“In our urban locations, the individual business traveler is so important to us; they’ve been our loyal customers for 20 years. The partnership with Tribute Portfolio helps us still give our customers the personalized service they’ve grown accustomed to and they get the support (for example, a loyalty program) only a larger format like Marriott can provide,” said Treadway.

“We really think this is the way the industry is moving,” suggested Holtze. He acknowledged soft branding is not the solution for all SSH’s hotels when asked if the remaining Magnolias would transition over to Tribute, adding the brand also takes market and location under consideration when choosing partner properties.

As long-term holders, Holtze expects the company will continue to focus on urban core properties, but sees an expanded field that will allow SSH to consider branded hotels, not just independents, for its portfolio. The Magnolia brand will remain a staple, as it may be inserted into most markets.

Holtze said SSH would still manage the properties.

Asked if there are challenges and advantages to leading a private, family-owned business, Treadway noted a distinct positive: “Eric and I really enjoy what we do and love working together. We actually even carpool to work every day. We’re close siblings.”

Holtze noted there’s a lot of crossover between the siblings’ roles because of the familial nature of the business. “We both jump in wherever we’re needed, he said, adding, “I don’t know if this is an advantage or a disadvantage, but when you work in a family business like this, it’s pretty much 24/7. We talk about it while carpooling, we talk about it at Thanksgiving dinner, on the weekends when you’re with your kids. It never stops.”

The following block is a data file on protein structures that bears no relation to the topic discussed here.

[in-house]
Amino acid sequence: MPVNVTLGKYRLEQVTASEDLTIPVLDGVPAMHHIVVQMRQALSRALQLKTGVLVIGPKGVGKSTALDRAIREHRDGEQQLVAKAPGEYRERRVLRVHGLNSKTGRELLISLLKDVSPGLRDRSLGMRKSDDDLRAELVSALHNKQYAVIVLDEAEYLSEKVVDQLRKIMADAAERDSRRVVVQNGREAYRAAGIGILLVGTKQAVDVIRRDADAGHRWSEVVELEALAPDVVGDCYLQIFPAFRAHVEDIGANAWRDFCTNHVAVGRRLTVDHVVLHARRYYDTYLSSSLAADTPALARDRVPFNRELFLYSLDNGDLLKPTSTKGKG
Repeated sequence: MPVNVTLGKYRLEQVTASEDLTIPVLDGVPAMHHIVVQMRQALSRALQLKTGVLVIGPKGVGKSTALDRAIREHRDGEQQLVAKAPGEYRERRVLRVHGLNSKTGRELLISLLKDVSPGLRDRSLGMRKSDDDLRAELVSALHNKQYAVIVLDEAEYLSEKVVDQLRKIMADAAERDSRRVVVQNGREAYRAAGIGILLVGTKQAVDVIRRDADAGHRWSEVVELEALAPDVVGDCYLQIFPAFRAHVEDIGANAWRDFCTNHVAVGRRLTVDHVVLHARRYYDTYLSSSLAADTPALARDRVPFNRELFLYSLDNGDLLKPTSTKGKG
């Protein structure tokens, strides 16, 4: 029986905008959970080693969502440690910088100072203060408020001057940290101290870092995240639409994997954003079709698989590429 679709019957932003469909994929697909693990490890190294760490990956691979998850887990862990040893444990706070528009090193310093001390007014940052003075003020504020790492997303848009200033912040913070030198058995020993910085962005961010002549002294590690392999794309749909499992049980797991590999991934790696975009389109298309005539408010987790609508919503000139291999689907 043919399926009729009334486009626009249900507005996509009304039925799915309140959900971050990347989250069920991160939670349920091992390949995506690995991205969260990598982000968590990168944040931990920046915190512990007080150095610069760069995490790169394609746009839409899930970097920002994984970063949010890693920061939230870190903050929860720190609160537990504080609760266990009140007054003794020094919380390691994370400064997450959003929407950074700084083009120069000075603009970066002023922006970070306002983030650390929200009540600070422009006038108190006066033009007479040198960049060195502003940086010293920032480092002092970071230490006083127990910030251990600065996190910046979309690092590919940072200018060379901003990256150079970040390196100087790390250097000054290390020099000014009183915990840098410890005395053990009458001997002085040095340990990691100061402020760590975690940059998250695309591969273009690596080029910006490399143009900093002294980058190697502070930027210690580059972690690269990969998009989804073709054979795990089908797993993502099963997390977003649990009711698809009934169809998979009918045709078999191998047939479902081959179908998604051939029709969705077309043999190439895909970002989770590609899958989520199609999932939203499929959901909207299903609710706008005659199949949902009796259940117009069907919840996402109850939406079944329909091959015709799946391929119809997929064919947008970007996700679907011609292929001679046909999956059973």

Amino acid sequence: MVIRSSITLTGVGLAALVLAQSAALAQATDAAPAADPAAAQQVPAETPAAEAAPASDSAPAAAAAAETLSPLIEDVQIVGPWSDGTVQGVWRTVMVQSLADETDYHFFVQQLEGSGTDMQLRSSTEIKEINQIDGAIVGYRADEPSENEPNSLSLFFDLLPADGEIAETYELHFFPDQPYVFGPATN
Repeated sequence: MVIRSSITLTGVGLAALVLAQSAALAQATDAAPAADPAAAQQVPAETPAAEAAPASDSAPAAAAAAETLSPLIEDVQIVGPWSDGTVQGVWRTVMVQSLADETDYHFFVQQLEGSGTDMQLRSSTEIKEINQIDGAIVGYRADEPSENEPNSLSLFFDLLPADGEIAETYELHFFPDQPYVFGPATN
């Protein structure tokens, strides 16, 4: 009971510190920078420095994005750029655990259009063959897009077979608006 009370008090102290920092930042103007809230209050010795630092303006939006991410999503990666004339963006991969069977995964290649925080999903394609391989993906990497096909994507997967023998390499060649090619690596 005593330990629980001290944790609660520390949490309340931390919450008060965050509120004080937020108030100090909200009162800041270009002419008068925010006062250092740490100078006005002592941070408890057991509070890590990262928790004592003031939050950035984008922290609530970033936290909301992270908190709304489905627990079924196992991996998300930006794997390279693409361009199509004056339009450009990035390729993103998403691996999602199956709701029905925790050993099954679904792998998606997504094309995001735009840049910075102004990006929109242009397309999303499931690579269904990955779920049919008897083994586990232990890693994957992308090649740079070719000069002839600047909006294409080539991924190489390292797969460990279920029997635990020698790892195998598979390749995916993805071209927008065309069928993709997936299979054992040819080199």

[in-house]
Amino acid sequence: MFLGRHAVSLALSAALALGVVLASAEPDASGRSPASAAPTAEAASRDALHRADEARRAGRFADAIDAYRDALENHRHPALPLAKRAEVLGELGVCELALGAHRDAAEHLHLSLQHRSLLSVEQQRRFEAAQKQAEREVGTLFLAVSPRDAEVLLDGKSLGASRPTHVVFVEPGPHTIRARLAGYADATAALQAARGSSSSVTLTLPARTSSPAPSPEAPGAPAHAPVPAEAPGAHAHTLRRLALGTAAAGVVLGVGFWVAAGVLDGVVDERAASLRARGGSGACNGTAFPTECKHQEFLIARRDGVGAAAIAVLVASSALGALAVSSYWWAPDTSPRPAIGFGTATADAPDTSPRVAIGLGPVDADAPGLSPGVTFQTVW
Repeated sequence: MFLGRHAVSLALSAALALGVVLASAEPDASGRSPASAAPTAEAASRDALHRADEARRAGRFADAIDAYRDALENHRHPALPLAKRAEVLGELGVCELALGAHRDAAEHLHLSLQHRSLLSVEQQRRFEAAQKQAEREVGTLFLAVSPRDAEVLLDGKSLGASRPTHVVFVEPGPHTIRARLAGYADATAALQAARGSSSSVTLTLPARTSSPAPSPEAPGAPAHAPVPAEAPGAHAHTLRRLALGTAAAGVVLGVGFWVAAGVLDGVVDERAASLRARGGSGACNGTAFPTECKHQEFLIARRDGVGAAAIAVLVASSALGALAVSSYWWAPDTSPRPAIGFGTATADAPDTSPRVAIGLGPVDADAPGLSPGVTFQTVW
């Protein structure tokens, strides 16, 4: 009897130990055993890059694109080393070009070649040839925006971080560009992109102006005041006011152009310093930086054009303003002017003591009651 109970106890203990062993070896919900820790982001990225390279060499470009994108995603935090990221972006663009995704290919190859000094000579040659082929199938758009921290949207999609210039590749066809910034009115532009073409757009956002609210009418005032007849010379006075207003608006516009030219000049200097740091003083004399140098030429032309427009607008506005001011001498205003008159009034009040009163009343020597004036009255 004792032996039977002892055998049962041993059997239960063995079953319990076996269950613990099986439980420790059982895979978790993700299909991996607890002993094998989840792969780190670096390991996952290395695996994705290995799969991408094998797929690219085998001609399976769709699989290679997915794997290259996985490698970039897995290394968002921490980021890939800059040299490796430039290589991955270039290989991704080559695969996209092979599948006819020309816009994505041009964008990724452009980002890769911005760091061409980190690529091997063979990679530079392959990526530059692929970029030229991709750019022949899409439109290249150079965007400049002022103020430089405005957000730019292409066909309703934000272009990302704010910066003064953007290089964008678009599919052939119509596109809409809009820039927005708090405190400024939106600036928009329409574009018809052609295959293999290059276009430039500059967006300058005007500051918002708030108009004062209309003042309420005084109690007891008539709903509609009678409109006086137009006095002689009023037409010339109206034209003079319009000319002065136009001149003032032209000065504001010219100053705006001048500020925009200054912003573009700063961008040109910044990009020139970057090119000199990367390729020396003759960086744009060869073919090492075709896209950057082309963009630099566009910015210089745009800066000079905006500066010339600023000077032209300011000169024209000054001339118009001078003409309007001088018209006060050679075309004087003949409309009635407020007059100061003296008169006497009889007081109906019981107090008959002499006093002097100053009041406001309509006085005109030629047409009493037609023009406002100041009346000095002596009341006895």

Both recall time spent “in the biz” growing up. “Sarah and I have worked in the hotels since we were minors,” said Holtze, recalling how as a teenager, he drove the airport shuttle at one of the company’s suburban hotels (that it no longer operates) “I spent my 21st birthday working a late shift at the front desk at the Denver hotel,” he said.

“When we bought the Denver hotel, it was under construction and I spent the summer doing housekeeping construction with all the ladies,” added Treadway.

After working outside the family business, each had different experiences to bring back, something Treadway indicated her father encouraged.

“His attitude was:  ‘If you’re going to come back and work for the company, you have to have earned it. You have to have successes outside the business in the industry, and have advanced degrees. It’s too important. We have too many employees whose lives we have to take care of to give the business to undeserving, unqualified children,’” laughed Treadway.

“After we came back, it was just sort of a natural process,” said Holtze. “There was no set timetable; just when it felt right.”

Like now. HB